Do we need Branched Chain Amino Acid Supplementation?
Popular bodybuilding websites that promote products for muscle mass suggest that branched chain amino acids (leucine, valine, and isoleucine) are so key to muscle hypertrophy that they are a requisite dietary supplement to mass gain. Other claims include branched chain amino acids are needed by athletes to fuel exercise, spare glycogen, increase protein synthesis, reduce protein loss during exercise, reduce muscle soreness, reduce fatigue, improve immune function, and consequently improve performance from potentially any of the above. Although a lack of supportive evidence has been demonstrated in controlled trials, fitness enthusiasts, body builders, and athletes still use the dietary supplements in hopes of gaining a training edge.
Amino acids termed essential cannot be made from other amino acids making them an inherent component to the daily diet. Both essential and non-essential acids are involved in a variety of biochemical and physiological processes and are constantly involved in anabolic and catabolic activity, not unlike bone tissue. As proteins are damaged they degrade and are normally replaced to prevent a decline in the tissue’s function. Lack of protein and excessive stress can both lead to an imbalance in turnover and cause excess protein loss. Amino acids may also supply energy via conversion to acetyl-CoA or as intermediates in the TCA-cycle in the mitochondria of aerobic cells, while others become synthesized into compounds, like neurotransmitters, hormones and other protein structures.
Muscle contains all of the naturally occurring amino acids with branched chain amino acids comprising up to about 20% of the amino pool. But branched chain amino acids exist in plant structures as well, suggesting that a balanced diet of animal and plant protein can easily meet requirements for training. In fact, 3-4 oz. of chicken breast contains the equivalent of a daily supplemental dose of branched chain amino acids (100 g chicken breast: 470 mg of valine, 650 mg leucine, and 375 mg isoleucine) while a quarter cup of peanuts contains an even a greater concentration of BCAA’s.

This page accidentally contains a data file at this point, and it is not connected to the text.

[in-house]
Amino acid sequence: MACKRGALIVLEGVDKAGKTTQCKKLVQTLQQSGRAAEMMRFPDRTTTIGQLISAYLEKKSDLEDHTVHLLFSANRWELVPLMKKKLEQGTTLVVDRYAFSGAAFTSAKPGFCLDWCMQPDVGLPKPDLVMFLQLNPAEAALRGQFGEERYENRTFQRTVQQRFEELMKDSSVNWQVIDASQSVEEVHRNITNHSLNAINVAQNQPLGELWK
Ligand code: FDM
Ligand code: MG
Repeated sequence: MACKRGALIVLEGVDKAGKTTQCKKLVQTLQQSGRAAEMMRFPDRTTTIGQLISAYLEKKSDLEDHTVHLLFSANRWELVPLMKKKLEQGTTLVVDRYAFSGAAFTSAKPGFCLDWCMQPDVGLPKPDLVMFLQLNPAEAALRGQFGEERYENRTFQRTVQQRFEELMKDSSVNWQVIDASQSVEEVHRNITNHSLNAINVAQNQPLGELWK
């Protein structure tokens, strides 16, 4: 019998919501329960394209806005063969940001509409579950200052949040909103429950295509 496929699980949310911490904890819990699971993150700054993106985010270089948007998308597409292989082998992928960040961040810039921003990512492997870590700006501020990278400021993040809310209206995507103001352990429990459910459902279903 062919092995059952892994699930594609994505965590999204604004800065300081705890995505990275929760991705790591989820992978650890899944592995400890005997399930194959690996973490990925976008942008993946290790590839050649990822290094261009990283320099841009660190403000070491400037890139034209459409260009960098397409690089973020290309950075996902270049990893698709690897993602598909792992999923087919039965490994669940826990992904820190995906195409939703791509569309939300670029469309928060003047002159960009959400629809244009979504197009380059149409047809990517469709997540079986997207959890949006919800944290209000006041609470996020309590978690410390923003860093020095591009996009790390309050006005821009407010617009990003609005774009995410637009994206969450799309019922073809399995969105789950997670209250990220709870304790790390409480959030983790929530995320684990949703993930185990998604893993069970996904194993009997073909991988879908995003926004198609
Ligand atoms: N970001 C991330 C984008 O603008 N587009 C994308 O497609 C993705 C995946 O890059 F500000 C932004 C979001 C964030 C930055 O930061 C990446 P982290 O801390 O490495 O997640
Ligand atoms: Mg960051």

The claim that BCAAs increase muscle mass is based on the known role of amino acids in augmenting the signaling pathway from resistance trained muscle cells and as the building blocks during muscle protein synthesis. Adequate BCAAs, in particular leucine, stimulates the signaling pathways and promote protein synthesis. Early studies indicated that adequate daily protein met the needs of trained muscle when 1.4 – 1.7 grams of protein per kilogram were routinely ingested. The concept of more protein means more muscle has long been the mantra of those emphasizing gains in lean mass, but there is not a direct conversion. In fact, excess protein in the diet is preferentially converted to triglycerides often making what many call the “bulking phase” more of a fattening phase. Cluster analysis of the literature published in the Journal of Applied Physiology Nutrition and Metabolism (2009) suggests that inter-individual differences account for the variations in magnitude of adaptations to resistance training and current recommendations in energy intake and protein are sufficient for modest to extreme muscle growth.
This though raises the question as to the role of energy timing in muscle protein synthesis. Clinical and practical outcomes infer that energy and/or protein timing may impact the recovery of muscle tissue and affect protein synthesis post-exercise, leading to better recovery. Due to the fact that myofibrillar protein accretion can occur immediately post-exercise it has been proposed that consuming essential amino acids following training will promote protein synthesis and/or prevent protein breakdown. In a recent 12 week study published in the European Journal of Applied Physiology (2010) investigators compared post-exercise consumption of protein to placebo in changes in muscle mass architecture and strength using 29 trained male subjects. Although both groups demonstrated statistically significant improvements, the treatment group demonstrated better results, particularly (and not surprisingly) in those individuals with the lowest starting nitrogen balance and strength.